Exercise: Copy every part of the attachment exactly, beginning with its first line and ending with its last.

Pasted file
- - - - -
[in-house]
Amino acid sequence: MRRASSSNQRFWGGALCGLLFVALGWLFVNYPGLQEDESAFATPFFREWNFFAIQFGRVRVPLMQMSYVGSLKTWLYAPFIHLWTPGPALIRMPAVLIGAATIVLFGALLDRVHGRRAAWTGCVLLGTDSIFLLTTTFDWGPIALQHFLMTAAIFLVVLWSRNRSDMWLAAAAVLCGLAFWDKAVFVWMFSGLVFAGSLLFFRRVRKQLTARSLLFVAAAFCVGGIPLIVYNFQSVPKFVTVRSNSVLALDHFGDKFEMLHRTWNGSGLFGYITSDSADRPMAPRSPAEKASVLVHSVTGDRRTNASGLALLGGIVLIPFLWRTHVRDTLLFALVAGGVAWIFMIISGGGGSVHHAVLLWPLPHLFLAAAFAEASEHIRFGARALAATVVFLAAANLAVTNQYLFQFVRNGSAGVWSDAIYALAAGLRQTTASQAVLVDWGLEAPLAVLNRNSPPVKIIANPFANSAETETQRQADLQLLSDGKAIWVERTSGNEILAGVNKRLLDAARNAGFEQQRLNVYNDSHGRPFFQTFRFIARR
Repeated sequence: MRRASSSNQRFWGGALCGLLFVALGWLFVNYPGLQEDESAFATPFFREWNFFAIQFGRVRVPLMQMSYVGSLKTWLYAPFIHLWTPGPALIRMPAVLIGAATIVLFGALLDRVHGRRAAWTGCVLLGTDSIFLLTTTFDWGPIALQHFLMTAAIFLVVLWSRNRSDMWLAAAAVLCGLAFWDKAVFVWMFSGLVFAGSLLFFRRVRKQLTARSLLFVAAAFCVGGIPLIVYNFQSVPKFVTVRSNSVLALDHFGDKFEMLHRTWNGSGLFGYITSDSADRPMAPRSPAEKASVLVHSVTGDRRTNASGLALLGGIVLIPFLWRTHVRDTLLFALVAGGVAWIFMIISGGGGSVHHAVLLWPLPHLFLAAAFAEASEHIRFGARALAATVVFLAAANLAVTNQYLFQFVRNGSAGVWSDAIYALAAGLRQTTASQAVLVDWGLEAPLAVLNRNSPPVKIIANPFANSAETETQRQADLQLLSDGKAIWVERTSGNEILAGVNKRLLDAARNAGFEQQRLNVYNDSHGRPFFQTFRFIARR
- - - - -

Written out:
[in-house]
Amino acid sequence: MRRASSSNQRFWGGALCGLLFVALGWLFVNYPGLQEDESAFATPFFREWNFFAIQFGRVRVPLMQMSYVGSLKTWLYAPFIHLWTPGPALIRMPAVLIGAATIVLFGALLDRVHGRRAAWTGCVLLGTDSIFLLTTTFDWGPIALQHFLMTAAIFLVVLWSRNRSDMWLAAAAVLCGLAFWDKAVFVWMFSGLVFAGSLLFFRRVRKQLTARSLLFVAAAFCVGGIPLIVYNFQSVPKFVTVRSNSVLALDHFGDKFEMLHRTWNGSGLFGYITSDSADRPMAPRSPAEKASVLVHSVTGDRRTNASGLALLGGIVLIPFLWRTHVRDTLLFALVAGGVAWIFMIISGGGGSVHHAVLLWPLPHLFLAAAFAEASEHIRFGARALAATVVFLAAANLAVTNQYLFQFVRNGSAGVWSDAIYALAAGLRQTTASQAVLVDWGLEAPLAVLNRNSPPVKIIANPFANSAETETQRQADLQLLSDGKAIWVERTSGNEILAGVNKRLLDAARNAGFEQQRLNVYNDSHGRPFFQTFRFIARR
Repeated sequence: MRRASSSNQRFWGGALCGLLFVALGWLFVNYPGLQEDESAFATPFFREWNFFAIQFGRVRVPLMQMSYVGSLKTWLYAPFIHLWTPGPALIRMPAVLIGAATIVLFGALLDRVHGRRAAWTGCVLLGTDSIFLLTTTFDWGPIALQHFLMTAAIFLVVLWSRNRSDMWLAAAAVLCGLAFWDKAVFVWMFSGLVFAGSLLFFRRVRKQLTARSLLFVAAAFCVGGIPLIVYNFQSVPKFVTVRSNSVLALDHFGDKFEMLHRTWNGSGLFGYITSDSADRPMAPRSPAEKASVLVHSVTGDRRTNASGLALLGGIVLIPFLWRTHVRDTLLFALVAGGVAWIFMIISGGGGSVHHAVLLWPLPHLFLAAAFAEASEHIRFGARALAATVVFLAAANLAVTNQYLFQFVRNGSAGVWSDAIYALAAGLRQTTASQAVLVDWGLEAPLAVLNRNSPPVKIIANPFANSAETETQRQADLQLLSDGKAIWVERTSGNEILAGVNKRLLDAARNAGFEQQRLNVYNDSHGRPFFQTFRFIARR